Water management in the crop root-zone is crucial to successful crop growth and production. Irrigation, surface, and subsurface drainage—and other practices—are routinely implemented throughout the world to improve crop productivity and working conditions of the soil. Water management practices also impact the environmental footprint of agricultural systems by affecting the flow of water, nutrients, sediment, and other constituents through field, farms, and watersheds. Water management practices for agriculture in the Midwestern US should be designed with both profitability and the environment in mind. The design of subsurface (tile) drainage systems has traditionally been more a matter of how much drainage one can afford, rather than the aforementioned objectives. The relationship among subsurface drainage design characteristics (depth, spacing, layout), farm profitability, and environmental impact are not well known at the farm scale. Thus, drainage system design may fail to meet one or more of these important objectives. This presentation will examine the effects of subsurface drainage system design criteria on productivity, profitability, and the environment, using the soils and climatic conditions of the northern corn-belt (southern Minnesota).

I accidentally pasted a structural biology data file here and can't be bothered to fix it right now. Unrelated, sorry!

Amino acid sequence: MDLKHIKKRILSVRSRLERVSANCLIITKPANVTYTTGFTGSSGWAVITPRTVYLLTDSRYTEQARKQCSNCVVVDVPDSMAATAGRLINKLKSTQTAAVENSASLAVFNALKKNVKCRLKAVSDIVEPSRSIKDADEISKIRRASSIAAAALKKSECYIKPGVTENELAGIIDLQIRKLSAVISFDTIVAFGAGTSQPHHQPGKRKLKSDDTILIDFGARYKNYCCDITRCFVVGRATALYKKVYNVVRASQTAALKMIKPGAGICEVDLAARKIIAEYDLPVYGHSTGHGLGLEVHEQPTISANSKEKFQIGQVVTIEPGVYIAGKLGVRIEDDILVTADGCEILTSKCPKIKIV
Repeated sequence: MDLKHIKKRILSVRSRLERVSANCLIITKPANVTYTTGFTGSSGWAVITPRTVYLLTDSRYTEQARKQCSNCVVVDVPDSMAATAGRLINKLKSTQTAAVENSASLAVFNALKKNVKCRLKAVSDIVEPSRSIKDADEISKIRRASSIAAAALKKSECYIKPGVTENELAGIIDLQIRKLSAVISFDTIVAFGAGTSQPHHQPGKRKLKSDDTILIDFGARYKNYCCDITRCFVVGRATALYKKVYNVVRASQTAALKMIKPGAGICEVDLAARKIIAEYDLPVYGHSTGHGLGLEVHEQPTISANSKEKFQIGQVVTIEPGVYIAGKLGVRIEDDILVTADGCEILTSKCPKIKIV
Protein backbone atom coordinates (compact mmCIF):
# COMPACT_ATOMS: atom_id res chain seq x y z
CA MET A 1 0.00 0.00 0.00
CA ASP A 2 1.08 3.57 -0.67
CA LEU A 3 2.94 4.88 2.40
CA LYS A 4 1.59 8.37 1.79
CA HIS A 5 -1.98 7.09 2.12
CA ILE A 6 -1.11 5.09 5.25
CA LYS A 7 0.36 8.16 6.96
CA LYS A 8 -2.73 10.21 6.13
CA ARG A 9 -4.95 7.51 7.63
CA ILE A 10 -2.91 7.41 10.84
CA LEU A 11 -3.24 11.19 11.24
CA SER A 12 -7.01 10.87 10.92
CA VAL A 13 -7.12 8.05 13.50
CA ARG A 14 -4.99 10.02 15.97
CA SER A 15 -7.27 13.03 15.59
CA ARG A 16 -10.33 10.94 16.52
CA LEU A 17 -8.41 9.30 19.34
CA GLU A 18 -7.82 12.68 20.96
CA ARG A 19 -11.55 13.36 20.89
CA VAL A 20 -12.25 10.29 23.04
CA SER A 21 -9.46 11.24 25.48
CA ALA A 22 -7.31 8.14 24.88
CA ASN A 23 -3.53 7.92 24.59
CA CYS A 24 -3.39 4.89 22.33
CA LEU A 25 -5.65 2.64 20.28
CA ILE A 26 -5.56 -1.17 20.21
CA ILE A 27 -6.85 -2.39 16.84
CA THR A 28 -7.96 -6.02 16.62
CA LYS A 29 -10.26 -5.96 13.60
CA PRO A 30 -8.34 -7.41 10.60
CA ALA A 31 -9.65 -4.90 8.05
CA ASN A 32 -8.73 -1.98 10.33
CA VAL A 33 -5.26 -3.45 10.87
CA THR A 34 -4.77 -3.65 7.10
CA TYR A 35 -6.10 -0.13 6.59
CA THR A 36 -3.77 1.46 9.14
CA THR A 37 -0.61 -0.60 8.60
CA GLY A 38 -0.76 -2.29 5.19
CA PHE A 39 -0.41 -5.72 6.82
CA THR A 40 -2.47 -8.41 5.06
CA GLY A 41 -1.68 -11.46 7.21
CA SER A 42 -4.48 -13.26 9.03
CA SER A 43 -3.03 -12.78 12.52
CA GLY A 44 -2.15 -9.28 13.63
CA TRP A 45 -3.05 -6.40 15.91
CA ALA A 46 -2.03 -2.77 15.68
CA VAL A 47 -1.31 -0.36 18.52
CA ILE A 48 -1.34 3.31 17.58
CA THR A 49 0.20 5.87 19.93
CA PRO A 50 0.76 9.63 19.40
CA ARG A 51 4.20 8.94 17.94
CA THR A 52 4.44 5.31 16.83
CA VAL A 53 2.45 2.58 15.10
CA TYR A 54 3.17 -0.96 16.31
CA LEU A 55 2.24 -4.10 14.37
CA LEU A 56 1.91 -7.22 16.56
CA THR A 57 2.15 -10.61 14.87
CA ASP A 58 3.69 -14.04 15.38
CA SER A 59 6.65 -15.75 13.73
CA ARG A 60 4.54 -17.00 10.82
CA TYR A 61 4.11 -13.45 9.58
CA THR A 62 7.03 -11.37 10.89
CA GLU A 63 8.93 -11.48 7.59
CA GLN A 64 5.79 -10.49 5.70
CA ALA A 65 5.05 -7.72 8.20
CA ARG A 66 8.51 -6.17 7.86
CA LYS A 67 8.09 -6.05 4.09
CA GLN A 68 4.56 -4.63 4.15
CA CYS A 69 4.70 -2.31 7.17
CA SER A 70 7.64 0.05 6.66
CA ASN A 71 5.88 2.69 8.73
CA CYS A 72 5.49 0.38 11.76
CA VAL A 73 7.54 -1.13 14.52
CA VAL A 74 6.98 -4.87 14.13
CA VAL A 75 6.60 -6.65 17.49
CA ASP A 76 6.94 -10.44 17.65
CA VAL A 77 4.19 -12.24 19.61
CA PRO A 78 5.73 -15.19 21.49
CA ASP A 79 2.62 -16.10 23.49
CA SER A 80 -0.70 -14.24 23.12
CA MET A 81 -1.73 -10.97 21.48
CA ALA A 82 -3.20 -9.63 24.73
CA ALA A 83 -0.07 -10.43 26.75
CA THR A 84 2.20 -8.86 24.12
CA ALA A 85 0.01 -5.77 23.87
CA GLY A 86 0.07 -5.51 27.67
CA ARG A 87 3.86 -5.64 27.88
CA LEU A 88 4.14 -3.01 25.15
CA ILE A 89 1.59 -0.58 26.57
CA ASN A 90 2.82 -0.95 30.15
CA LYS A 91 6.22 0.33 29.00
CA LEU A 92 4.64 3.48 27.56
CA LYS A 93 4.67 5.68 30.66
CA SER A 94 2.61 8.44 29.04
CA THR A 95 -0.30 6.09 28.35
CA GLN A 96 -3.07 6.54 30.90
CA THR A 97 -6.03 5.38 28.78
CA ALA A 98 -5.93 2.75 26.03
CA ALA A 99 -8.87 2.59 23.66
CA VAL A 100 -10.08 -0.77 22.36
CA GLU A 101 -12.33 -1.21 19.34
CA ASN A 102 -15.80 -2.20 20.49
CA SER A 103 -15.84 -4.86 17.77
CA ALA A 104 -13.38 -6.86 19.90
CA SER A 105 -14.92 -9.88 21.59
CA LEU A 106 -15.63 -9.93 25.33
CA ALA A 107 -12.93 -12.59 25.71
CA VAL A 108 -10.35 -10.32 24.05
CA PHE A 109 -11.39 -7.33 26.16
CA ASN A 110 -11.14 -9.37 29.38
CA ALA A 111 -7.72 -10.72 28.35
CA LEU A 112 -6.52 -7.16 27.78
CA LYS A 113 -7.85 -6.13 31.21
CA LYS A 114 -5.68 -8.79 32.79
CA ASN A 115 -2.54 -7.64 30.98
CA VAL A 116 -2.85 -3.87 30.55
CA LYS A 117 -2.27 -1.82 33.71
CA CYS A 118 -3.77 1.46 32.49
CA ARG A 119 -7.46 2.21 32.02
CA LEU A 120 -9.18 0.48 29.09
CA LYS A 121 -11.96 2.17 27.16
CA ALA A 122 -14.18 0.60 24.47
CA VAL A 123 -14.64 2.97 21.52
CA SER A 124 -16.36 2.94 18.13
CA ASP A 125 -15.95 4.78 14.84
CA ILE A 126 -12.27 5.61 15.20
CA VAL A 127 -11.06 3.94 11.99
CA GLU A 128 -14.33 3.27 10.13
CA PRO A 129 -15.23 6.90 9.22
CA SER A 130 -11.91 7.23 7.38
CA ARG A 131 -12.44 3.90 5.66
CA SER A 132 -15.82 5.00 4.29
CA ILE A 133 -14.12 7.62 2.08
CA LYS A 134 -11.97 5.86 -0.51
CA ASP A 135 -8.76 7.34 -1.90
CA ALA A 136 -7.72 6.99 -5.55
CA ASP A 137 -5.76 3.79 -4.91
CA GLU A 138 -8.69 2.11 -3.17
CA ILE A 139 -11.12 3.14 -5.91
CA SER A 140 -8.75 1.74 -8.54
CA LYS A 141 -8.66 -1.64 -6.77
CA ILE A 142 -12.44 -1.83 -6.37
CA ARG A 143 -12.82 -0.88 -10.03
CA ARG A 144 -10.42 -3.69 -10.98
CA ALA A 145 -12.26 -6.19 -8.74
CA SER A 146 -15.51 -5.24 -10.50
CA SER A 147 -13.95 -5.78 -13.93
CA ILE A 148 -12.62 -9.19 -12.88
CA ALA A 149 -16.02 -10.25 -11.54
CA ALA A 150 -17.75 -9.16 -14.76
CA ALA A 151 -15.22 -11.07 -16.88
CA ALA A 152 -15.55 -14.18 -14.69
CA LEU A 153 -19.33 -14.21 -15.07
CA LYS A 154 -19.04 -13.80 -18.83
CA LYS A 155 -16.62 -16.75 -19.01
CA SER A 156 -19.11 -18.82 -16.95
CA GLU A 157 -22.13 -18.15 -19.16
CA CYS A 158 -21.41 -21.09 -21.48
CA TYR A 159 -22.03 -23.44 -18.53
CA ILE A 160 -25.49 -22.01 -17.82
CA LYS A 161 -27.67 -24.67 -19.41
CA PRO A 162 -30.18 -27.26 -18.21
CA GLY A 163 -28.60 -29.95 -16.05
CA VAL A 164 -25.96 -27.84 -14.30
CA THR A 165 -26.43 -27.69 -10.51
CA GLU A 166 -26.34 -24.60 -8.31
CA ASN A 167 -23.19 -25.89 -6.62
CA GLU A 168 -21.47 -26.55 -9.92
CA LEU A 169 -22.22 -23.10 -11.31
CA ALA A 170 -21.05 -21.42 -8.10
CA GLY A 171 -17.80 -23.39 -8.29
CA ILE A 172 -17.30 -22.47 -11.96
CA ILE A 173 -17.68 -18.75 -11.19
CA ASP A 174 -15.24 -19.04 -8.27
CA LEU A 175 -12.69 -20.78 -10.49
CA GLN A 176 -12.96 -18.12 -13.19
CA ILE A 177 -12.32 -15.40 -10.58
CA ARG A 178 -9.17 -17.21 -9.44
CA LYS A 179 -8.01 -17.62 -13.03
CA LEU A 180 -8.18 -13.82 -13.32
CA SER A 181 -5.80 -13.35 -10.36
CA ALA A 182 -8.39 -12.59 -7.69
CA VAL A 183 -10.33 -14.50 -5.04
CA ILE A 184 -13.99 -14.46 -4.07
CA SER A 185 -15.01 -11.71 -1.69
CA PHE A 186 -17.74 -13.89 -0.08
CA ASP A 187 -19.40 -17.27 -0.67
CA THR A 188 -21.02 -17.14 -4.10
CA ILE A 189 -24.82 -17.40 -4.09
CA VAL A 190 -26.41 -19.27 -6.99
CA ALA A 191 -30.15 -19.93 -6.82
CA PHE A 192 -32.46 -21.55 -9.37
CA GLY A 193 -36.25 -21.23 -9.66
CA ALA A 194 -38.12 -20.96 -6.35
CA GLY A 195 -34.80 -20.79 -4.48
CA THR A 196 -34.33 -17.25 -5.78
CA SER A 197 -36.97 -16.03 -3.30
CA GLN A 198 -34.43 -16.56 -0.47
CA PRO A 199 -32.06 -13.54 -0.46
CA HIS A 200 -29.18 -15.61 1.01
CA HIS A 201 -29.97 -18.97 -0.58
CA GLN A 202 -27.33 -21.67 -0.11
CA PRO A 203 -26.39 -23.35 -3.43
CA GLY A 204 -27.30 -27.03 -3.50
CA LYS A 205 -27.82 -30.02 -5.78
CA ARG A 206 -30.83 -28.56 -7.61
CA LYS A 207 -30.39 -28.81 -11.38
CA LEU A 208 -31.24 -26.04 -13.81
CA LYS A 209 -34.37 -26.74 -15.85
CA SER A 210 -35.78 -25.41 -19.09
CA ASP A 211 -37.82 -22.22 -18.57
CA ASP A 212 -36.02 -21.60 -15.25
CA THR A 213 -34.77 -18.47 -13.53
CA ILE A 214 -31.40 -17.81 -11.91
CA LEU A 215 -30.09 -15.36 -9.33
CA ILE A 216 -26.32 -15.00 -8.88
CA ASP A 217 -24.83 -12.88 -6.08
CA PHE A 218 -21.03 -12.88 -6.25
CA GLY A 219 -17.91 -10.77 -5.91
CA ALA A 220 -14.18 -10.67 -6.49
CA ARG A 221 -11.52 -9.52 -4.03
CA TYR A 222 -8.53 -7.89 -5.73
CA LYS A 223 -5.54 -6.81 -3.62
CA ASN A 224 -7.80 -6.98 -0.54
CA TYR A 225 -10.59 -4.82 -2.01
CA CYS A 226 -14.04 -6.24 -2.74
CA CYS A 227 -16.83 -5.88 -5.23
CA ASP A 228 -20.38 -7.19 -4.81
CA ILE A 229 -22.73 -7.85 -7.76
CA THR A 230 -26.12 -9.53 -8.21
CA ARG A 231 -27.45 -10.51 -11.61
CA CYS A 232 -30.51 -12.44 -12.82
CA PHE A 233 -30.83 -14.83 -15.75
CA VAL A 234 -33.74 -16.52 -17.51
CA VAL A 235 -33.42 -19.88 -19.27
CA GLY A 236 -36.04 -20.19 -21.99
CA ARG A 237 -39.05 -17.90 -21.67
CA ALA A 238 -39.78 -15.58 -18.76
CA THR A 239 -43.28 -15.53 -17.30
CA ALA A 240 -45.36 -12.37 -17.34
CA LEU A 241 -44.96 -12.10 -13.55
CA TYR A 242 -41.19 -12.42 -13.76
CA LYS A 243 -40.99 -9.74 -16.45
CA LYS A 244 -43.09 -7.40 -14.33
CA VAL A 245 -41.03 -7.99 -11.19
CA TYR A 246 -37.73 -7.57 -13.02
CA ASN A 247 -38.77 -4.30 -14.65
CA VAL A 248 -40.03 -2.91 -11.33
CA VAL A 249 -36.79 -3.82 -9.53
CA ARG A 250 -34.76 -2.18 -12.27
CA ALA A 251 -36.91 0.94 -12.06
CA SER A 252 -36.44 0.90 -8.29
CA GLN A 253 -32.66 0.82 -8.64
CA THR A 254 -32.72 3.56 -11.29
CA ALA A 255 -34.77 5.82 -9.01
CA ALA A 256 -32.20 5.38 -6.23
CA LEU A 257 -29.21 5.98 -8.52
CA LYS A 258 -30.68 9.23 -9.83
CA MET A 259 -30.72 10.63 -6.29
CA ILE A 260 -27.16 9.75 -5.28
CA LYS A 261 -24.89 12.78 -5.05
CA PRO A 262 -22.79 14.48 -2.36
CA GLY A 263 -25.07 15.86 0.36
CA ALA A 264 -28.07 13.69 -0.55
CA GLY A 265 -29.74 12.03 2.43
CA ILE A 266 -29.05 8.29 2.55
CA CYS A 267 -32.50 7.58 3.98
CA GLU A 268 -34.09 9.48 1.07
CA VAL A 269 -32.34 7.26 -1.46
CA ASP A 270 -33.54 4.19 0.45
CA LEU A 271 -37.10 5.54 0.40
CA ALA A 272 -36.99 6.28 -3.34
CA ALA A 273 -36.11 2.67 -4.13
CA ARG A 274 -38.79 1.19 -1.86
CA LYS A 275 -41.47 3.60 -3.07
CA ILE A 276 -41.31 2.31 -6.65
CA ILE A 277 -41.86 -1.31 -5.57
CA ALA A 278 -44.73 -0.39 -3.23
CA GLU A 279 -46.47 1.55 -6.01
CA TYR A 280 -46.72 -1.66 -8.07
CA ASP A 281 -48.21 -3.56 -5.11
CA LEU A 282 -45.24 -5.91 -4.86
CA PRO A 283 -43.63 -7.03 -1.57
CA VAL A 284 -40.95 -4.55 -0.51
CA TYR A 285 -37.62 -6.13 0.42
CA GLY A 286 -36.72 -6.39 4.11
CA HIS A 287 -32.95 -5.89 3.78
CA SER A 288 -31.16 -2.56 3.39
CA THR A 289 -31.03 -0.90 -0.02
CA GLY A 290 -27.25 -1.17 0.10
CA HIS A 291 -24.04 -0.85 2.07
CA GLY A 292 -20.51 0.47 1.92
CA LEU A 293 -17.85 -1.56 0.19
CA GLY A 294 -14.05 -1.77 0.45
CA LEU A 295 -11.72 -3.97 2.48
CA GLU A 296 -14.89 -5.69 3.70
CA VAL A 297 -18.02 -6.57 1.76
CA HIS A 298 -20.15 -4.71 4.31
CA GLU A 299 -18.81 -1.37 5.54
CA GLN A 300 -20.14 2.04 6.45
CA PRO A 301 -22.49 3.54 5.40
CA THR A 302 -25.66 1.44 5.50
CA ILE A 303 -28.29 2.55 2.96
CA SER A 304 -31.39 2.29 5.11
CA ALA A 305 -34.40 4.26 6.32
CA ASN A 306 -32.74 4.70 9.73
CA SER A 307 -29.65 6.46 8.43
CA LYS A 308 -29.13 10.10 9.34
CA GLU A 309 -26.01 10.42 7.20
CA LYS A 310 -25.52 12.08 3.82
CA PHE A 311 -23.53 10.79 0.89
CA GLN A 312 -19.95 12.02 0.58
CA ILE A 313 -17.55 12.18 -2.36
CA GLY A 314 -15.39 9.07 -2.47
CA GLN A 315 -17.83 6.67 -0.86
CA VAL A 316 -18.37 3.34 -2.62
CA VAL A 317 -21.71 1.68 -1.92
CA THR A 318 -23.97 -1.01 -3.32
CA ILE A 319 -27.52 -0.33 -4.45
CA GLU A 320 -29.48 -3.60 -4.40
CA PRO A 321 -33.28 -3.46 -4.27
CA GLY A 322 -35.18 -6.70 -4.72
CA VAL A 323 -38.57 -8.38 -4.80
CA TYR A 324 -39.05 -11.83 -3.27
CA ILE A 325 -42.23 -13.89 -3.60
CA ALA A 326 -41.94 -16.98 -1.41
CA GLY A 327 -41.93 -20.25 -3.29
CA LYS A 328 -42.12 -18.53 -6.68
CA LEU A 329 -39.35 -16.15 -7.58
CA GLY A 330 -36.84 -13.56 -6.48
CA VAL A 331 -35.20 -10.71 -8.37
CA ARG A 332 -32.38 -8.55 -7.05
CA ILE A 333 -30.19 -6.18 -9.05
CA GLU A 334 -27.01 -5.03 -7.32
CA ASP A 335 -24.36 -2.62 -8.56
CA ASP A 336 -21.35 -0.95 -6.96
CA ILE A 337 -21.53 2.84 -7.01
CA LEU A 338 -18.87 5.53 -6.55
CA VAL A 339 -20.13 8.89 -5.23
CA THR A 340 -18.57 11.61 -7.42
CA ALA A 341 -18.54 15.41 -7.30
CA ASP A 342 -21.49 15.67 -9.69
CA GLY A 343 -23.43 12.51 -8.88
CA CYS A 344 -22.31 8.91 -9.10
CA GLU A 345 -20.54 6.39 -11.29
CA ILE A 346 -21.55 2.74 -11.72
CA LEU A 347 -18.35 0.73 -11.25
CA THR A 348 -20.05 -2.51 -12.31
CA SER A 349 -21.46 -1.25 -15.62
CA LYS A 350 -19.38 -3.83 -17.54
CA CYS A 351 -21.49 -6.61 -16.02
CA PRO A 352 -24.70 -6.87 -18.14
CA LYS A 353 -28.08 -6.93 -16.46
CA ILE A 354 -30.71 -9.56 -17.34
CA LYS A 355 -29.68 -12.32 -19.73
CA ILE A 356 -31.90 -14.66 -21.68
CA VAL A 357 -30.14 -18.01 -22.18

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Gary Sands, University of Minnesota email@example.com
Dario Canelon, University of Minnesota; Mike Talbot, University of Minnesota
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